I put on my suit. It's a business suit. I'm a businessman and I mean business. I mean 'business' with a big 'B' and an ampersand. So from now on, I will say, I'm a Businessman &. Because it sounds more businesslike to be a Businessman & I mean Business!
Sometimes the phone rings but no one is there when I say, Hello? My wife crosses her legs as I look back to her; reading a fashion magazine in our fancy house, our home, she looks up and asks, Who is it? I say, Gee, honey, I don't know. Do you know who it is? But, No, she says, she doesn't know who it is. She asks, Would you be a dear and take out the garbage? Oh sure, I say, slamming the phone on the marble, the floor, Would I be a deer? Would I prance around, or maybe even fly, like one of Santa's reindeer? No problem, I say, It's Christmas, after all. It was Christmas & I mean Christmas.
I ask her, Is that what you want, dear? Do you want me to fly away? But No, she says, she doesn't want me to fly away; instead, she asks, Would you try not to drink so much when mother/father is around? And I say, Oh, of course I won't drink so much when they're around! After all, aren't I the responsible one? I'm a Businessman, you know. I'm Responsible. And she says, Well yes, dear, that was true once, but lately you've worried me so, and now I just don't know and I think, you know, it's not too much to ask that you to not get so... loaded while my parents, who paid for this house, our home, are visiting their house, their home — is that too much to ask? And I say yes, actually, that is too much to ask because I can't stand your parents — I mean, your presence — I can't stand your present parents and I need a little hair of the dog in order not to slit my fucking wrist watch in the rub a dub — know what I mean? I ask her, Or do you want me to break the garage door opener again?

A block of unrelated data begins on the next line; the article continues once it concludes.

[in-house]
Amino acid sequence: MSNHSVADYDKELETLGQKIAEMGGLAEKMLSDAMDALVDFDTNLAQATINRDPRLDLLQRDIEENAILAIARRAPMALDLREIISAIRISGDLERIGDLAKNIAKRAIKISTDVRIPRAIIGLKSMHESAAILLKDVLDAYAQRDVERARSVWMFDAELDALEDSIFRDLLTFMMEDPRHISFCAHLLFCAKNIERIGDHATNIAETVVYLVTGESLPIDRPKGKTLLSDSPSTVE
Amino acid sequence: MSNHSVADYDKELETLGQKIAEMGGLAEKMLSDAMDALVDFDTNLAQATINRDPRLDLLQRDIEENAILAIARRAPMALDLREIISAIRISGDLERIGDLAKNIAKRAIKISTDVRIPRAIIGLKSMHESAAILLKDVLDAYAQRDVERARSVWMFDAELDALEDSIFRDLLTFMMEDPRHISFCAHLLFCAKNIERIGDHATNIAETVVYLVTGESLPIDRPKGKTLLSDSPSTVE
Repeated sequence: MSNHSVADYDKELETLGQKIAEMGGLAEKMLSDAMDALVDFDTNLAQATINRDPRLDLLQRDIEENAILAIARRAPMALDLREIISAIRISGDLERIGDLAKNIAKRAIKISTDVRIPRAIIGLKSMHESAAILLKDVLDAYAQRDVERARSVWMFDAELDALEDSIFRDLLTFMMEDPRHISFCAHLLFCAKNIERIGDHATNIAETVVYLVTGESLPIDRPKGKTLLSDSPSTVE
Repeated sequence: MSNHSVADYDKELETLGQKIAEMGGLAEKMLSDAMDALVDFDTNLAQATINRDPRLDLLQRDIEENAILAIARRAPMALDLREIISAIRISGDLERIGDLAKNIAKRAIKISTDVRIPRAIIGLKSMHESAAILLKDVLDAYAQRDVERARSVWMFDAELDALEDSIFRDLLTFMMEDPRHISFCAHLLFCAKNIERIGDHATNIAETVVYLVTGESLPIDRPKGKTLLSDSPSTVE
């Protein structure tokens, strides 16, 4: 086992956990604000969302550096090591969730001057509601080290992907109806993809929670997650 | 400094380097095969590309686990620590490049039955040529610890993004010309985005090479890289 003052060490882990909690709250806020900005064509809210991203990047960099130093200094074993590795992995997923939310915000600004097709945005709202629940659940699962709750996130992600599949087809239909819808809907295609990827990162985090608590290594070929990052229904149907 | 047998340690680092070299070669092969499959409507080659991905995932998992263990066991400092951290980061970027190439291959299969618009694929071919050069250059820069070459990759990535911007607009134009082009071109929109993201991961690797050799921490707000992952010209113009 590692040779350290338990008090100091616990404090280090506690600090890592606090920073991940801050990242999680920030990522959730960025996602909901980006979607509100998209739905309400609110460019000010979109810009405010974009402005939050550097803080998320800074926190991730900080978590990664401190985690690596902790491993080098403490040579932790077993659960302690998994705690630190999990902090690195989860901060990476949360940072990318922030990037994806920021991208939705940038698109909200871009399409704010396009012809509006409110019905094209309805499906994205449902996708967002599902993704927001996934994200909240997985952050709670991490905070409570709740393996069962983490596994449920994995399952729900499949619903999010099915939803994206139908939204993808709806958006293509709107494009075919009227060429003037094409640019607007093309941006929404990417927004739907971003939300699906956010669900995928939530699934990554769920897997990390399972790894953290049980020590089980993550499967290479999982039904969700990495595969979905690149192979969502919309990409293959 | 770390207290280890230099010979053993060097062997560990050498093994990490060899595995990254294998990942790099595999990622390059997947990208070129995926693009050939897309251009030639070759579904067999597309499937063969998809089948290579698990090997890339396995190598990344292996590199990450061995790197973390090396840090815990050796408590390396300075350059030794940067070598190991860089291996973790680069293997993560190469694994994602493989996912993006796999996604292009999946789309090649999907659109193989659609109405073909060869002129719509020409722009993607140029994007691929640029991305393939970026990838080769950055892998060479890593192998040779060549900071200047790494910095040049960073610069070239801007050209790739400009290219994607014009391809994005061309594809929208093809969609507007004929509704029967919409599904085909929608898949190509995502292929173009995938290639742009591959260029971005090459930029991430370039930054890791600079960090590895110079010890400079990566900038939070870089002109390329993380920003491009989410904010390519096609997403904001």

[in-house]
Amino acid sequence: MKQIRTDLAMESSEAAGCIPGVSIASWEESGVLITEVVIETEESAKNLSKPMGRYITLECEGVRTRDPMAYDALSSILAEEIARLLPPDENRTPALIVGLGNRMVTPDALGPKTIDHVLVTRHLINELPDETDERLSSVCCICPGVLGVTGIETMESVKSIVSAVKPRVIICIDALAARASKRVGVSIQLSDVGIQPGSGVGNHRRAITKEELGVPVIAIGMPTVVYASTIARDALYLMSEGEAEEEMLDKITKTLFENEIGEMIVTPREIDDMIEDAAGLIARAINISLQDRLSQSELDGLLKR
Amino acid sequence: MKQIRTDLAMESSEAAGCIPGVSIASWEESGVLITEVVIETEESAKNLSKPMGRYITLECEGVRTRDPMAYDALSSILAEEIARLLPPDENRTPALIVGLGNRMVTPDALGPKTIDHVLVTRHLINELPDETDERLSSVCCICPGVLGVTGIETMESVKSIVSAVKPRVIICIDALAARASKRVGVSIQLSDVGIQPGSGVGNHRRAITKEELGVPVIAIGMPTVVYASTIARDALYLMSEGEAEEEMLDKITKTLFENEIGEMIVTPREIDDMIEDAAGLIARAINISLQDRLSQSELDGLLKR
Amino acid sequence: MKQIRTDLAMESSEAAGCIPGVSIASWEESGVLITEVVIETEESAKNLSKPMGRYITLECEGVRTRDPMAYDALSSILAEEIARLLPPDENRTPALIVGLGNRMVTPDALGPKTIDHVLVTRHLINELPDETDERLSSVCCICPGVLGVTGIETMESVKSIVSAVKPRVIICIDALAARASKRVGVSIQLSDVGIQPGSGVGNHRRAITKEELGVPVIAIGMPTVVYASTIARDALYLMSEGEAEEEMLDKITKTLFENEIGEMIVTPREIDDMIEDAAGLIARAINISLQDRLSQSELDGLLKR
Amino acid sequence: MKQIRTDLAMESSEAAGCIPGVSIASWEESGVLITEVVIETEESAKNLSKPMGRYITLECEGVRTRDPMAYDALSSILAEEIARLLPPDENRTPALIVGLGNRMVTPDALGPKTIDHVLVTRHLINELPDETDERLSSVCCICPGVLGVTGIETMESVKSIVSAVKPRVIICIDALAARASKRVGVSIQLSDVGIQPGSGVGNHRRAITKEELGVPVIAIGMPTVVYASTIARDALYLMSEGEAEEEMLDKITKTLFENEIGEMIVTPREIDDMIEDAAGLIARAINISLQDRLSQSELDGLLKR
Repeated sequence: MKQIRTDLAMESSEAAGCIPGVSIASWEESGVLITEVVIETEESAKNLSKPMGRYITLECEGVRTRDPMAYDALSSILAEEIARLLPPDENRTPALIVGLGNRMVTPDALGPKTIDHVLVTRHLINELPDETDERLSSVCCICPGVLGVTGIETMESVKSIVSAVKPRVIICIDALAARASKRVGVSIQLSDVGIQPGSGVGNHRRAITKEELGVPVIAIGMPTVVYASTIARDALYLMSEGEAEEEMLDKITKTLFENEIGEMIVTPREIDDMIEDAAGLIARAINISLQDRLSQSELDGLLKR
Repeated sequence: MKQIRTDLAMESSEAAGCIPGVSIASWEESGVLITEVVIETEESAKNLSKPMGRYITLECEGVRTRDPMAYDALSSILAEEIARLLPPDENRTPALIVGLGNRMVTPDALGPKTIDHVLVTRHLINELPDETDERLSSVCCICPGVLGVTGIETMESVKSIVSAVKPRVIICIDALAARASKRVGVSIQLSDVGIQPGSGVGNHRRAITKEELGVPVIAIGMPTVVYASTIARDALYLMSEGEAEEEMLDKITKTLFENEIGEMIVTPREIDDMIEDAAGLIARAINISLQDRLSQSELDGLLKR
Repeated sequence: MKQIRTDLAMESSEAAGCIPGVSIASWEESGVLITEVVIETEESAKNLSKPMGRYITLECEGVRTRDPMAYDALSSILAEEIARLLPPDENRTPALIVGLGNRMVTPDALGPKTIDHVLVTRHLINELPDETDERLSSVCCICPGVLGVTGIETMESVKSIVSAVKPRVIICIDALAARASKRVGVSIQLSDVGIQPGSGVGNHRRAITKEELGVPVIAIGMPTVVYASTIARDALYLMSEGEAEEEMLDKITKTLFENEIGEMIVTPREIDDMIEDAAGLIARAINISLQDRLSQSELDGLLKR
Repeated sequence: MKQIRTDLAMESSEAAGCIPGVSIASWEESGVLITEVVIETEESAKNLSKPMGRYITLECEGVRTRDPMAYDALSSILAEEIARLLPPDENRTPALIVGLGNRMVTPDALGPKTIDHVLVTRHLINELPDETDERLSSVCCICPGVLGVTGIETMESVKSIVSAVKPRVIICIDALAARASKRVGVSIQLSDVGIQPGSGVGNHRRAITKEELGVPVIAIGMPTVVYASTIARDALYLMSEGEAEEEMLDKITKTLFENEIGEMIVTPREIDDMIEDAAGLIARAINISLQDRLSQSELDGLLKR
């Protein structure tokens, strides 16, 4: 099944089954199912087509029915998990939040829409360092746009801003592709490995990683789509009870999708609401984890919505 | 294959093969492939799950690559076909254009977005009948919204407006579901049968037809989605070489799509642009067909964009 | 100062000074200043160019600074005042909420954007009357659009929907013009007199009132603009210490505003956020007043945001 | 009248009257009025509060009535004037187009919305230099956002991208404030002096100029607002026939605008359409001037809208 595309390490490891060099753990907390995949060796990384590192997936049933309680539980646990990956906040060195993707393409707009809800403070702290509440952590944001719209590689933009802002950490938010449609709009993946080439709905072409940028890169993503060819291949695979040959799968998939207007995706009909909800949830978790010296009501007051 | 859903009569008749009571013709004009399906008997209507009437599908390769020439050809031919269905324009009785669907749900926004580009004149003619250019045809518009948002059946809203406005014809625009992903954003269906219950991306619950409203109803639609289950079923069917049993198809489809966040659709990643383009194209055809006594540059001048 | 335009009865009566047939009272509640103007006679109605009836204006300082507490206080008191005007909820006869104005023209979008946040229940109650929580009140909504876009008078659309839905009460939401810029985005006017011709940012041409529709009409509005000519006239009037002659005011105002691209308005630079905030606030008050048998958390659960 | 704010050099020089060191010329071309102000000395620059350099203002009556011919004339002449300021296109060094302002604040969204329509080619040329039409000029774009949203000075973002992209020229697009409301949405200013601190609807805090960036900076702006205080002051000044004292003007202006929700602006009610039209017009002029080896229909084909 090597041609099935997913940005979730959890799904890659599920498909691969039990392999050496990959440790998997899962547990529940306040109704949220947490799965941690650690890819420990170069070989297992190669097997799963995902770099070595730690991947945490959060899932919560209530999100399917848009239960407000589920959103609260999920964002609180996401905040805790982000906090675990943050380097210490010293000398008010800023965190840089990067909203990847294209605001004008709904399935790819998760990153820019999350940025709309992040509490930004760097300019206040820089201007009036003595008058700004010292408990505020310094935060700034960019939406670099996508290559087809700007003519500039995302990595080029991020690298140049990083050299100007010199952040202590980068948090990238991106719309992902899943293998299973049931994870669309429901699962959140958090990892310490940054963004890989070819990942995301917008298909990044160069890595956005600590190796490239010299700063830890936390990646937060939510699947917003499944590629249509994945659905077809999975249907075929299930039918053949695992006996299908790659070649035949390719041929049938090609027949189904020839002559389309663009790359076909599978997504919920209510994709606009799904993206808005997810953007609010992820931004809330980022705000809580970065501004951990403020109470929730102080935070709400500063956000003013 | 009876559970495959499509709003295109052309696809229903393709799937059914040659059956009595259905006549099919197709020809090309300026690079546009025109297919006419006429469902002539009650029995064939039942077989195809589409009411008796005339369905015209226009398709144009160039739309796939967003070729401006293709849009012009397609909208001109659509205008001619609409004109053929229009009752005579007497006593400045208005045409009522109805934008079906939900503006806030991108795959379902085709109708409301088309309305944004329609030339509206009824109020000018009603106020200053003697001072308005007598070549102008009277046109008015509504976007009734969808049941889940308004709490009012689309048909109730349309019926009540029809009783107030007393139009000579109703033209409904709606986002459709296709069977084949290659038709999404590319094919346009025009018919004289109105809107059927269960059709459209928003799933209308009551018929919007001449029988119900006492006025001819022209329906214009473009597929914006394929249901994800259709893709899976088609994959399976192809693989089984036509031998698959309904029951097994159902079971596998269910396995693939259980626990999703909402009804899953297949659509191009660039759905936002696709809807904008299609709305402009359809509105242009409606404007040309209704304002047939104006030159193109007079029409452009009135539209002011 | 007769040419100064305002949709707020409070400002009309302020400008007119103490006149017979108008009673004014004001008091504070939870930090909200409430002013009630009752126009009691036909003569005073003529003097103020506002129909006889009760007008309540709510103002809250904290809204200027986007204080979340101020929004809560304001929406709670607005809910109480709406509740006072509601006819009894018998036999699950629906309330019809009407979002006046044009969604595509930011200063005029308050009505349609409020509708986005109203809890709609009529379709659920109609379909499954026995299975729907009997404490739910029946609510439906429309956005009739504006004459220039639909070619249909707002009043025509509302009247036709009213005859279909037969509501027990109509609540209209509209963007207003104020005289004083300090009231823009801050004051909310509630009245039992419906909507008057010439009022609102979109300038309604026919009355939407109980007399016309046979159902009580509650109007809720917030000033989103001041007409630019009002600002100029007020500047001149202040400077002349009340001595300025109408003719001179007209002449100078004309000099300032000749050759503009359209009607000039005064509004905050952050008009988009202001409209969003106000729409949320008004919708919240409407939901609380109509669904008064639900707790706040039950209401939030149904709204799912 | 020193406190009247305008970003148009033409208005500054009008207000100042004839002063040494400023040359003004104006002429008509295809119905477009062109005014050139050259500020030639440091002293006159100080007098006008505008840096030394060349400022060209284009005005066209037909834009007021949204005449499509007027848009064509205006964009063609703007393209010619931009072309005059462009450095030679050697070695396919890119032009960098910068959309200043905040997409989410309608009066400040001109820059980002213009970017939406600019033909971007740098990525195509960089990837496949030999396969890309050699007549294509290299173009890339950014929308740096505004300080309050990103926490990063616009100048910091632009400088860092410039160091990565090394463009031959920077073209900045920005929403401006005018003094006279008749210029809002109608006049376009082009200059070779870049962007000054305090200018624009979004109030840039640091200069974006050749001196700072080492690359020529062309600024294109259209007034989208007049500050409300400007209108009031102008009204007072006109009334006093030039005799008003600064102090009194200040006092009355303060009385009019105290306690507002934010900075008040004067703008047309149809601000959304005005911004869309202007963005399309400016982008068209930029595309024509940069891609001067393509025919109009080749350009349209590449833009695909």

The phone rings again and I say, Hello? Then I answer the phone. I hear someone breathing; it's a man. I say, Hello? And he says, Hello? It sounds just like me, I think, an echo perhaps, but then he begins to laugh. My wife uncrosses her legs as I look back at her; she hikes her skirt and licks her finger to part the lips and asks, Hello? The man continues to laugh so I slam the phone on the marble, the floor, and it shatters into a Billion pieces dotting the slab that is the base of our house, our home, but the voice still laughs. I look back and my wife is laughing, but in his voice, my voice; she laughs at me, but really it is I who is laughing — I am touching myself.